My first review of the new year is – ironically enough – an album that seems to have a couple of different issue dates. Jazz guitarist Michael Higgins' effort, The Moon And The Lady Dancing, appears to have been available in some spots last Summer, but the album's official street date is January 1st, 2009.
But we're here to talk about the music, not the calendar, and I'm happy to report that there is a lot to like on this effort from Higgins and his trio. The talented veteran of the Los Angeles jazz scene, who not only has an extensive musical education, but has also played alongside many of the greats, has put together a nice collection that features most traditional jazz but with a few nice innovative touches.
Joined by bassist Jay Anderson (who also acted as producer) and drummer Adam Nussbaum, Higgins gives us an even dozen tracks that are mostly his own compositions. The exceptions are the old Kern-Robin standard "Love In Vain," and a Dietz-Schwartz piece, "Alone Together." Both have been part of the jazz songbook for years and are good choices for the trio, with the latter an especially a good showcase for Higgins' smooth and softly melodic guitar play.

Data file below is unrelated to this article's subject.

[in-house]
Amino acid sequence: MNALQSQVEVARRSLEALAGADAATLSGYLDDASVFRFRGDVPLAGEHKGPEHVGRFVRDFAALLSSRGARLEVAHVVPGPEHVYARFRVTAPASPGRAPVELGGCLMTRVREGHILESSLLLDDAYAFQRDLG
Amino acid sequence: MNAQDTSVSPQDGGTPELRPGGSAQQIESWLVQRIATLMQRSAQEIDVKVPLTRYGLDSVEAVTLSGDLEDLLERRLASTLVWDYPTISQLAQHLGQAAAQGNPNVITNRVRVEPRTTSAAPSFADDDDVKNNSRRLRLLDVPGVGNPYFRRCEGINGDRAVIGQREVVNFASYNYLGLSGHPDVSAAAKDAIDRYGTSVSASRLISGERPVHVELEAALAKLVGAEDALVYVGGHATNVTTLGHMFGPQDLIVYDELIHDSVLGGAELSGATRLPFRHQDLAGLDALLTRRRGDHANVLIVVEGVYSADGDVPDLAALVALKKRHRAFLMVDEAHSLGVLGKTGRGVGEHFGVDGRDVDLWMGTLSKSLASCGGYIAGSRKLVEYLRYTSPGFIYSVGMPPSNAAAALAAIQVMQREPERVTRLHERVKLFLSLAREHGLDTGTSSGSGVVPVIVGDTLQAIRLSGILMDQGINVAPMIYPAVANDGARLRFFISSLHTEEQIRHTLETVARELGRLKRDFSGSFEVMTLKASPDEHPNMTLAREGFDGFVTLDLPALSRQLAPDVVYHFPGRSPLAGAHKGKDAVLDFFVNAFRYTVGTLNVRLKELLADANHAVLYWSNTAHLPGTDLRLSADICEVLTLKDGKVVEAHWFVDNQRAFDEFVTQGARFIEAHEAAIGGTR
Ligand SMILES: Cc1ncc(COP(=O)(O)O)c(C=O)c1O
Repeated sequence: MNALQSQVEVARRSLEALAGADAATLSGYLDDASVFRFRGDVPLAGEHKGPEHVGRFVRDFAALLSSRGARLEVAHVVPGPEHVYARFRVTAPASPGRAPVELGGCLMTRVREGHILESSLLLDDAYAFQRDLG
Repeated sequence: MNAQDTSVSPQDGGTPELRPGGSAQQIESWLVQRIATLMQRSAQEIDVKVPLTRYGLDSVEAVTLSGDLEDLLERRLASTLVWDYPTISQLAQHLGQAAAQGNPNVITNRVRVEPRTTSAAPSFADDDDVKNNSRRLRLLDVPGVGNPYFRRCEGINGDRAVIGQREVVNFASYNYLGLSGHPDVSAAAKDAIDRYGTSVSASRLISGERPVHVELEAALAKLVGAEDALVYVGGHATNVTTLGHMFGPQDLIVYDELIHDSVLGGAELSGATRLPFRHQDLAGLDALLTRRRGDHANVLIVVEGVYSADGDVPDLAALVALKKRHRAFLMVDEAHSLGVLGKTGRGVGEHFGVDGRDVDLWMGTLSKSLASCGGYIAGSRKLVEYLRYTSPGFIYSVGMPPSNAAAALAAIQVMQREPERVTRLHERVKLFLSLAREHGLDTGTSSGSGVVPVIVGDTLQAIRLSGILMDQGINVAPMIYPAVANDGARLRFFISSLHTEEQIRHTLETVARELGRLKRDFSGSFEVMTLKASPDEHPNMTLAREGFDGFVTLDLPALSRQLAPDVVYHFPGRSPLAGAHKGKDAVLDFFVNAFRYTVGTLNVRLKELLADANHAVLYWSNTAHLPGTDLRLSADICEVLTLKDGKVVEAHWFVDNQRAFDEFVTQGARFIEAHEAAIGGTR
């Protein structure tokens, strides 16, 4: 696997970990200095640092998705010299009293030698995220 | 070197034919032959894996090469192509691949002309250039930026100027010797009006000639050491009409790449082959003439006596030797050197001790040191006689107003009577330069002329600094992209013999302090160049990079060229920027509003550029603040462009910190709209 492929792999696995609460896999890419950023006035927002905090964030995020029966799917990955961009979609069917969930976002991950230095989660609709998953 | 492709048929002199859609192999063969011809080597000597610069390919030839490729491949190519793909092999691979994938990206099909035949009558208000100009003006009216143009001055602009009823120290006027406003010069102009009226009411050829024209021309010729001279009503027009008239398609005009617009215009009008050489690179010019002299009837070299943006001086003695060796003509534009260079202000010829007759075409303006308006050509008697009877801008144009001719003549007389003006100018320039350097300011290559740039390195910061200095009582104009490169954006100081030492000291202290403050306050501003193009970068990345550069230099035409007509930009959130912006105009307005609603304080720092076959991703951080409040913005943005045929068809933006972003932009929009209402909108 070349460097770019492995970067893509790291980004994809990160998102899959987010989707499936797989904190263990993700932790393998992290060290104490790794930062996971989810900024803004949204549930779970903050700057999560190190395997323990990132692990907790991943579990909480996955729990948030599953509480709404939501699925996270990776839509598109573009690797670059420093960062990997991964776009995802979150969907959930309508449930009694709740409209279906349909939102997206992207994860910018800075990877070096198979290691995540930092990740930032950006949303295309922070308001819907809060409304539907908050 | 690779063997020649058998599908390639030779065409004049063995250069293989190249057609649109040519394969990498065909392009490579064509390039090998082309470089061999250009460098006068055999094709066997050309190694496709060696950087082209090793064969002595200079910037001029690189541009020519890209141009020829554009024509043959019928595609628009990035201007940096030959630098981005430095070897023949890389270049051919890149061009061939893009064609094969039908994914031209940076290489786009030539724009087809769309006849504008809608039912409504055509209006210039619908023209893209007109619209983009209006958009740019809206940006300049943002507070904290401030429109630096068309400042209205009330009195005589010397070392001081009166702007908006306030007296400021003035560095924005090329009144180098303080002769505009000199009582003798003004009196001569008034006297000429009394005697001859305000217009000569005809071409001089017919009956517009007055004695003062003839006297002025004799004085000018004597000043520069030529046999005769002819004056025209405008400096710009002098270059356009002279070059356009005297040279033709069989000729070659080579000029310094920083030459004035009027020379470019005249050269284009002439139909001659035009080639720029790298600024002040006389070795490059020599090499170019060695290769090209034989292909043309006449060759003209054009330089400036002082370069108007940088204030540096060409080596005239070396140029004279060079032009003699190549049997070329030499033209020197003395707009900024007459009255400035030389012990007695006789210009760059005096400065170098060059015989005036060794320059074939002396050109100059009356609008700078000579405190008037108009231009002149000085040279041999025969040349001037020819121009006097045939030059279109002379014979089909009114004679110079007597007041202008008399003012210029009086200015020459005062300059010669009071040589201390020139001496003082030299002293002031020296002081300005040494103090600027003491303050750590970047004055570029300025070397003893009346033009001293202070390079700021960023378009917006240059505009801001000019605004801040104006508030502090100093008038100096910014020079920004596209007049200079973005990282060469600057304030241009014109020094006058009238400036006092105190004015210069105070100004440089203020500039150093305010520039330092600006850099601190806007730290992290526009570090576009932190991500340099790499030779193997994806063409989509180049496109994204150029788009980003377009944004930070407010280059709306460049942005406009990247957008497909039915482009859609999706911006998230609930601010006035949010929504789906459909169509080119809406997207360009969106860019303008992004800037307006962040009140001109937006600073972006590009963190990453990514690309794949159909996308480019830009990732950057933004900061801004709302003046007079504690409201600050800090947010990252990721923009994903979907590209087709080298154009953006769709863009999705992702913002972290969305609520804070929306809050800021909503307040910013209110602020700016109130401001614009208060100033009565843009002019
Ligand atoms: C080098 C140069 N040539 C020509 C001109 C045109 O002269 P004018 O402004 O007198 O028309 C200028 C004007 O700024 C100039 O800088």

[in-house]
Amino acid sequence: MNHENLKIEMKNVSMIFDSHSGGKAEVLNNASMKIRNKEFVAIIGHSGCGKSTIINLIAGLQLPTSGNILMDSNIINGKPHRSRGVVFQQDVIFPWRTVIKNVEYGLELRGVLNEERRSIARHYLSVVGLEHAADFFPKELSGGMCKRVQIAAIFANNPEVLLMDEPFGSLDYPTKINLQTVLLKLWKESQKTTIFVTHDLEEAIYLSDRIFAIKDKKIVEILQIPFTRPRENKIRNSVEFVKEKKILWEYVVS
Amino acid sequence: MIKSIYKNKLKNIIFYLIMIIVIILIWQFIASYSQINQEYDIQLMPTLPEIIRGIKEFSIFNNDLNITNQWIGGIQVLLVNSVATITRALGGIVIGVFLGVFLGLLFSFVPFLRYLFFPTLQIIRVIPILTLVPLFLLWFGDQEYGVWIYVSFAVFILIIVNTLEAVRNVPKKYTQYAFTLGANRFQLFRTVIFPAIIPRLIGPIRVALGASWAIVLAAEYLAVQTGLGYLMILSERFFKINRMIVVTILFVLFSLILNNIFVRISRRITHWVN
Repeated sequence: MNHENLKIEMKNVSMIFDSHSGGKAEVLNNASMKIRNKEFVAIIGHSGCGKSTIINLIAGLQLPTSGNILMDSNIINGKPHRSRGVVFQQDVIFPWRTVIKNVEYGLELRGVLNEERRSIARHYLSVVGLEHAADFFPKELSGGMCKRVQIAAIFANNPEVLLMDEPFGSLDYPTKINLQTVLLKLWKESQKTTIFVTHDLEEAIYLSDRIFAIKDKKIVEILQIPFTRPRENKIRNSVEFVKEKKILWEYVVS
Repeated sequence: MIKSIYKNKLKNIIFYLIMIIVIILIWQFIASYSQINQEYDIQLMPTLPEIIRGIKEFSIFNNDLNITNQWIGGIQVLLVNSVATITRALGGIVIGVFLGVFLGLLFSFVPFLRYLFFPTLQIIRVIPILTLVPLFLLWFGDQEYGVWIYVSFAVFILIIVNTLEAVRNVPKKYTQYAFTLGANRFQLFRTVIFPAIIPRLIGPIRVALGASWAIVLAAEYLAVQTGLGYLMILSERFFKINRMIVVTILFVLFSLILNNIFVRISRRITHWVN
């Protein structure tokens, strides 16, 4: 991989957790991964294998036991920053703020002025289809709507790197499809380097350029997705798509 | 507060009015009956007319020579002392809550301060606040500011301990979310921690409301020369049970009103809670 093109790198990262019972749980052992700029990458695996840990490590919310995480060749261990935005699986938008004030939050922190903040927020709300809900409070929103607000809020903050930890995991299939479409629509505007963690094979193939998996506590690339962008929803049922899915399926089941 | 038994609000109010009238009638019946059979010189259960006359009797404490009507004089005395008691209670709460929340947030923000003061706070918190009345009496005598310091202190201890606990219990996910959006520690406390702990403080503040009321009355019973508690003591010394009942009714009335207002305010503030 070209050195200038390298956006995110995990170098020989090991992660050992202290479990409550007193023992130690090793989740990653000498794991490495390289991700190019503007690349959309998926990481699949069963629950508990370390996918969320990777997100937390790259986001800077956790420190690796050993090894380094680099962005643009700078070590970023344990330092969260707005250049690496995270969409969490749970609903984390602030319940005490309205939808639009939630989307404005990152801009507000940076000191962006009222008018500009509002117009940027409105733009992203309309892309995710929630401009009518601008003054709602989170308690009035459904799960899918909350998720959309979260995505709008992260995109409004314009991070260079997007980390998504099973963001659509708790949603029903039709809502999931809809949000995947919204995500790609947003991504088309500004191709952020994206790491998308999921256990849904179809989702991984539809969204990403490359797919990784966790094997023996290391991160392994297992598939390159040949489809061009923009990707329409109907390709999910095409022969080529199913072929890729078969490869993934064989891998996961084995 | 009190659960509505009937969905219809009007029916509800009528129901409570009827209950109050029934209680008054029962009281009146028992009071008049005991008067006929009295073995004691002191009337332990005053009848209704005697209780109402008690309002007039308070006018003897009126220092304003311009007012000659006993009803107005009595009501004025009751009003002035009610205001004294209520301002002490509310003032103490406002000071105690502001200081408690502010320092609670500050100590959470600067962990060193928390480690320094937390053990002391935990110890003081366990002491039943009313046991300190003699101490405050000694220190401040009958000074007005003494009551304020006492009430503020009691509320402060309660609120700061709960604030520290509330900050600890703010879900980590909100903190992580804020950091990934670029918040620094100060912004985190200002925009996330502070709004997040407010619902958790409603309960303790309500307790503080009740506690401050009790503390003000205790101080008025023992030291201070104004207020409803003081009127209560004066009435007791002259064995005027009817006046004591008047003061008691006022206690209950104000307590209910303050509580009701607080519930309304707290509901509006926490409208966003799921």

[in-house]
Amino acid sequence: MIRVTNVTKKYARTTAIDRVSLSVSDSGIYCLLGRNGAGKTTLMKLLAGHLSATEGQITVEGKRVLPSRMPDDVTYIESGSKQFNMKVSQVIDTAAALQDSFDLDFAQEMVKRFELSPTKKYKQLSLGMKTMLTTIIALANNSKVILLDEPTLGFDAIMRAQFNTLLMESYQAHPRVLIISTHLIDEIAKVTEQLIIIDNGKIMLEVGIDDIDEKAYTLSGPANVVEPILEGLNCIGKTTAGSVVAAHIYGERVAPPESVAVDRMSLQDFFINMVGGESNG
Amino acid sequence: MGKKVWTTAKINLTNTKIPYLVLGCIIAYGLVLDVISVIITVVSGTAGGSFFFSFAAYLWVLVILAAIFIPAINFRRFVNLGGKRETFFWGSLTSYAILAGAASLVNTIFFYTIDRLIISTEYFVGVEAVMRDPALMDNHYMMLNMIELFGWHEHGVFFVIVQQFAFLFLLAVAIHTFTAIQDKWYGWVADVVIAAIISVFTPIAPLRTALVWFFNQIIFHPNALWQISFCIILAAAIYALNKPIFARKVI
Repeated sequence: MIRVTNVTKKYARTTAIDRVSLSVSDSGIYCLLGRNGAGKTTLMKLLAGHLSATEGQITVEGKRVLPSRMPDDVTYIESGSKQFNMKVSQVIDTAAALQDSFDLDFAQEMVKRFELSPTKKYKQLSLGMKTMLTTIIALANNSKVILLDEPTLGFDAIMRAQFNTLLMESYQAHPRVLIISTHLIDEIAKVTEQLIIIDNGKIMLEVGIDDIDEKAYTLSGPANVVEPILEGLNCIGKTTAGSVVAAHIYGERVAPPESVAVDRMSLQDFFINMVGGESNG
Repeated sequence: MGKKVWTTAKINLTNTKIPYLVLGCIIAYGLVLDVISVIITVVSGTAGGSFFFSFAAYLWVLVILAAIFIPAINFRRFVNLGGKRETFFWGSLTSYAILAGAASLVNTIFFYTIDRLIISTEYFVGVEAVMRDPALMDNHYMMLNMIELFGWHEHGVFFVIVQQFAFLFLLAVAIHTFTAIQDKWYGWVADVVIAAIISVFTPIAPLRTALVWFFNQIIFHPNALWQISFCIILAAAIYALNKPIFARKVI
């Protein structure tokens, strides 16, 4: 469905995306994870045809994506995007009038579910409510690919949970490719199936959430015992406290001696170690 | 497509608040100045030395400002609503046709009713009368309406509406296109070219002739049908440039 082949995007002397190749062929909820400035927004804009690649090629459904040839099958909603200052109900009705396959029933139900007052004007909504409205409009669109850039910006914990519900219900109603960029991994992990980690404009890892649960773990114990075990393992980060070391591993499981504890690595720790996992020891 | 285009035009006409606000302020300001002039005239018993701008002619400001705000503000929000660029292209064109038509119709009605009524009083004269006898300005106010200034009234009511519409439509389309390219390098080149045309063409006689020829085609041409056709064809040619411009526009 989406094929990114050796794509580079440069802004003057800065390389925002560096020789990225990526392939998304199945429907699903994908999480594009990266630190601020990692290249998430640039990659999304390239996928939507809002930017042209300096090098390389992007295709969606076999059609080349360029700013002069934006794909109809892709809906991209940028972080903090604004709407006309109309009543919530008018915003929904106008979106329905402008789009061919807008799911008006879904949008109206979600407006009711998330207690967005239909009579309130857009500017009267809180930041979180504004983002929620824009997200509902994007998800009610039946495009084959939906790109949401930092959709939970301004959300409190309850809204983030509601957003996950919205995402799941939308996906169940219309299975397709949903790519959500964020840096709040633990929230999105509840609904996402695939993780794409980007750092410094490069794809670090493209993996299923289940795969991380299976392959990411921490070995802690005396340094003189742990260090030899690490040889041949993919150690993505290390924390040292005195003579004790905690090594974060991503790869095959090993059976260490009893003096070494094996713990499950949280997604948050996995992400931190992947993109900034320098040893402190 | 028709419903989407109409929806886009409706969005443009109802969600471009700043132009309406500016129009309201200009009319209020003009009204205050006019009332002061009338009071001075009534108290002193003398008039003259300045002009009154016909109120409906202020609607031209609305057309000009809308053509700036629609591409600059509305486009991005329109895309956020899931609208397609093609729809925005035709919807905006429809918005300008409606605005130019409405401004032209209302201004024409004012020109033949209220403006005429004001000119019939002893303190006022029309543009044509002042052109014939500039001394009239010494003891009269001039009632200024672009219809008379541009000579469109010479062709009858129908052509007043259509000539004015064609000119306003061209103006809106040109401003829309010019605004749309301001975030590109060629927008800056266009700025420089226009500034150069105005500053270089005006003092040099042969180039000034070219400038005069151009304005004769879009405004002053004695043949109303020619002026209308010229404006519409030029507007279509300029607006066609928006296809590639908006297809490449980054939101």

Among Higgins' own compositions, I especially enjoyed the hint of a Calypso beat in "The Last Farewell," a song he dedicates to his parents. I also found myself appreciating the title song of the album, which really showcases the guitarist's playing style.
My favorite on the album was probably "Zoot's Blues." A good listen, and one that gives each of the trio's members space to shine, but it was the title that first caught my attention. I'm a fan of Zoot Sims, but it turns out that it was actually written by Higgins for his cat. (Of course, if he named the cat Zoot then Higgins must be a fan of the sax legend too, right?)
If you enjoy solid jazz performed by guitar, bass, and drums, and you appreciate listening to talented pros who are in a zone with their playing partners, then give this one a try. (Follow album link for clips.)Powered by Sidelines